Can the pharmaceutical industry regulate its own ethics? Asking the industry to regulate its own advertisements may seem like asking the proverbial fox to guard the chicken coop.

Nonetheless, the Swedish pharmaceutical industry has been considered for years one of the best examples of an effectively self-regulating drug industry, reports Medical Xpress.

However, the Swedish system actually suffered critical flaws that permitted about one-third of its drugs to be unethically marketed according to the industry's own guidelines, a new study finds.

In the 1990s, Swedish drug manufacturers began making new claims about antidepressants entering the market, including claims of milder side effects. Following an intensive marketing push, industry antidepressant sales climbed from €18 million to €100 million in just a few years, reports the PLOS ONE study.

During that period, Sweden was looked to as the gold standard for self-regulating pharmaceutical industries, reports Science 2.0.

An information examiner appointed by the industry was tasked with ensuring that drug manufacturers adhered to the industry's ethical guidelines that were designed to prevent misleading advertising.

The ethical system also included a complaint registry and fines for companies in violation of regulations.

"The system of self-regulation was established in 1969 in Sweden, but this is the first academic study of how it really works," says Shai Mulinari, one of the authors of the new paper "Misleading Advertising for Antidepressants in Sweden: A Failure of Pharmaceutical Industry Self-Regulation."

Researchers combed through advertisements published between 1994 and 2003 in The Swedish Medical Journal, finding that 34% of the advertisements had been judged misleading by the industry's self-regulation system.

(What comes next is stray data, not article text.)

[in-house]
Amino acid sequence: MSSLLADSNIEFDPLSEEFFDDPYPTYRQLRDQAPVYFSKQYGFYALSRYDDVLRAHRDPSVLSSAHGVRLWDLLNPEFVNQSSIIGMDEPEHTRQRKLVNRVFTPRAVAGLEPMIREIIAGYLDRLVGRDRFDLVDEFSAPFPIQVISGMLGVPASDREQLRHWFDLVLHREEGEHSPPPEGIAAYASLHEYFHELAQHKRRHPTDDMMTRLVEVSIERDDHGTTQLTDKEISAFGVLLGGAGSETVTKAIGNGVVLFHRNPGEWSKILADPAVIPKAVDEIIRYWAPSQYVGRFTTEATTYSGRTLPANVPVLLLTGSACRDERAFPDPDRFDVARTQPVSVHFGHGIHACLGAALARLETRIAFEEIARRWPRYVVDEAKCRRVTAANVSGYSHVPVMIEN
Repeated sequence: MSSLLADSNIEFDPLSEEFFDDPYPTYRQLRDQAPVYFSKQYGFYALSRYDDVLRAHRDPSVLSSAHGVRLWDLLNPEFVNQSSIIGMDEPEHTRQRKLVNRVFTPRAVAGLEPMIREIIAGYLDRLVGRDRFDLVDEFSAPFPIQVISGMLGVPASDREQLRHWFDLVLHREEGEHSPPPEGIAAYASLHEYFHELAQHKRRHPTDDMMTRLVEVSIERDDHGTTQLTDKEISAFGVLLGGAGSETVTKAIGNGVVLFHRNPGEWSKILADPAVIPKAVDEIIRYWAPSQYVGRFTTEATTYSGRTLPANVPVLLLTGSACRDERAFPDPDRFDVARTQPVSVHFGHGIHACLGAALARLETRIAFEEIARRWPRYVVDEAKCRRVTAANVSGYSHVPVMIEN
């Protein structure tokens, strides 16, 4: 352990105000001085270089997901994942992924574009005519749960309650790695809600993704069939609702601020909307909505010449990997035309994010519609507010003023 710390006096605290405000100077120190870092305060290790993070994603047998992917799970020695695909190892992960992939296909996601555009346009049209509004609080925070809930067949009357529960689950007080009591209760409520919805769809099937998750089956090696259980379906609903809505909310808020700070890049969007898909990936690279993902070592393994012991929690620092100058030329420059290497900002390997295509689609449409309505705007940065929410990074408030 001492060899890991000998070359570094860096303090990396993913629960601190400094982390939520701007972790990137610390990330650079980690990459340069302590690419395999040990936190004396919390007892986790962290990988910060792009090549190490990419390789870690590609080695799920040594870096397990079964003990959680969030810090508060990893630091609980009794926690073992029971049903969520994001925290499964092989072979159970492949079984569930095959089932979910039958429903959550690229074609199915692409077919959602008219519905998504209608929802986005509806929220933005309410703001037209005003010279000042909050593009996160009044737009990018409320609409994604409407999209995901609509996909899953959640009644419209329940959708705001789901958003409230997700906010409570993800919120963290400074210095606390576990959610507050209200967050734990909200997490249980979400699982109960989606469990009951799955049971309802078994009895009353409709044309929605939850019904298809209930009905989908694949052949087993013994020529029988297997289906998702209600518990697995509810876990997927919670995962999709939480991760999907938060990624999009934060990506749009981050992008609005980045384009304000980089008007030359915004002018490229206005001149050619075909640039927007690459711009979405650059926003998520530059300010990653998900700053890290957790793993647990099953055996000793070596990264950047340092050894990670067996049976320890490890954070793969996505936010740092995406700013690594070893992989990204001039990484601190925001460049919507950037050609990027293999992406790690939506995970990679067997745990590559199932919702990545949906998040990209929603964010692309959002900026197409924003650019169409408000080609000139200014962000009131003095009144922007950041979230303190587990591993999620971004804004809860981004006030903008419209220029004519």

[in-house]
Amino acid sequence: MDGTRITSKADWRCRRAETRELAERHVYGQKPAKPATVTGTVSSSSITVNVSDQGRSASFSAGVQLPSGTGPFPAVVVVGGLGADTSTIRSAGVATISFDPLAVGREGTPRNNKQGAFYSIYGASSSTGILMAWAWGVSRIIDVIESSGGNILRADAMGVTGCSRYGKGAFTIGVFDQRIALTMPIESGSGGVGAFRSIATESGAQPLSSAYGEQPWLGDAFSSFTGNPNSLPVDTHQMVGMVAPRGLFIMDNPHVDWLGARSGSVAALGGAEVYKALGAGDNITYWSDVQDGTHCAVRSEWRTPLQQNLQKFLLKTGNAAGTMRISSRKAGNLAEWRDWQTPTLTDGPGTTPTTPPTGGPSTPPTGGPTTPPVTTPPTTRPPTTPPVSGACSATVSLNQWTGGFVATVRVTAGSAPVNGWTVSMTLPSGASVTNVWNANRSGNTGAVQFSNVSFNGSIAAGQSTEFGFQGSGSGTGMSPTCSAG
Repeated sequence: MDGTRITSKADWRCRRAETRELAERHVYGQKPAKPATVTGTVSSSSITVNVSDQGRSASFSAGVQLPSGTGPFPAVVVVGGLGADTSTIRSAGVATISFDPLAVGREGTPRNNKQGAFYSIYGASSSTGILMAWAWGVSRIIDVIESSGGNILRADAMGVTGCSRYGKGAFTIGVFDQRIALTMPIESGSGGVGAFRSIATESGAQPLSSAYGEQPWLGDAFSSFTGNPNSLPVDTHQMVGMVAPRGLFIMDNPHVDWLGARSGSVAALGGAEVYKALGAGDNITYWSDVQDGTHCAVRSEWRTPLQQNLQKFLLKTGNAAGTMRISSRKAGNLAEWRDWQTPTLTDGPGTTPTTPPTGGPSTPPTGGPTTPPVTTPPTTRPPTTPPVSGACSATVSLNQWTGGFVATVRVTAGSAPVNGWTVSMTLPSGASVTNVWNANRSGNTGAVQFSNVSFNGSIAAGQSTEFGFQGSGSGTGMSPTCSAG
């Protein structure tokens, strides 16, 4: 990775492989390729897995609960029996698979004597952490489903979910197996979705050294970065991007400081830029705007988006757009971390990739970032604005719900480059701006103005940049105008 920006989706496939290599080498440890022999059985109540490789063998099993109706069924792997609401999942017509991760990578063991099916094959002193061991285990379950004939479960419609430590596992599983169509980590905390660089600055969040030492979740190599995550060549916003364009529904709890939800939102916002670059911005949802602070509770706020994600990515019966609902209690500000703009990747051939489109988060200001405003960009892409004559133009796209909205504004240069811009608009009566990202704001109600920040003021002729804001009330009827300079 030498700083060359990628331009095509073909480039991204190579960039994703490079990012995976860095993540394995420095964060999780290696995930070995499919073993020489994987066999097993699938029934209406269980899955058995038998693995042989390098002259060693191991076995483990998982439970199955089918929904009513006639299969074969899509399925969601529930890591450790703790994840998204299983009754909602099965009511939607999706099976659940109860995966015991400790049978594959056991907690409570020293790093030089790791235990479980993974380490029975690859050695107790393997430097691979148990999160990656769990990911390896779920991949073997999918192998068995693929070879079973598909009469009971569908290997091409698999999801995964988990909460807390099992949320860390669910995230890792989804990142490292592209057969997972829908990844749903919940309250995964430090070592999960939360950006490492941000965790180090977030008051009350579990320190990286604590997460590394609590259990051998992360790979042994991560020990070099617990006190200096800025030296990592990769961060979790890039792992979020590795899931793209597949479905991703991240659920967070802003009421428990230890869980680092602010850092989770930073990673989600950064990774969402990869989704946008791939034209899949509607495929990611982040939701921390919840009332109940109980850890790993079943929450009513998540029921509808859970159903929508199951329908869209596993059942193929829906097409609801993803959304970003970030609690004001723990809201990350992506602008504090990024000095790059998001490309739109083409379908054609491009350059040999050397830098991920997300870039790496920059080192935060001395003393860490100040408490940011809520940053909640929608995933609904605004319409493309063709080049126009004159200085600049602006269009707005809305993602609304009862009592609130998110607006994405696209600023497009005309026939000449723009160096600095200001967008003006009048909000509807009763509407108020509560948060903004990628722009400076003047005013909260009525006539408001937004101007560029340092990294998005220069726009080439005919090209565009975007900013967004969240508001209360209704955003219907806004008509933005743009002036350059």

"The figure should really have been even higher because we discovered that a large amount of misleading advertising had passed through the review process unnoticed. For example, many advertisements that were not picked up contained exaggerated claims about the effects of the drugs," said Mulinari.

The authors also scrutinized the deterrents set in place by the Swedish system.

"The consequences of being convicted were marginal," said Mulinari. "In total, only 0.009 percent of sales revenue went to fines for unethical marketing."

Those fines added an estimated 11 percent cost to each purchased advertisement, or as little as 0.009 percent of total antidepressant sales of around €1.2 billion. Altogether, industry paid roughly €108,000 in fines for violative advertising.

On average, 15 weeks elapsed between printing and censure of a wrongful claim. In one-quarter of cases, 47 weeks or more elapsed.

The paper concludes that lax oversight, combined with time lags and low fines for violations, may explain the Swedish self-regulatory system's failure to pressure drug manufacturers into providing reliable antidepressants.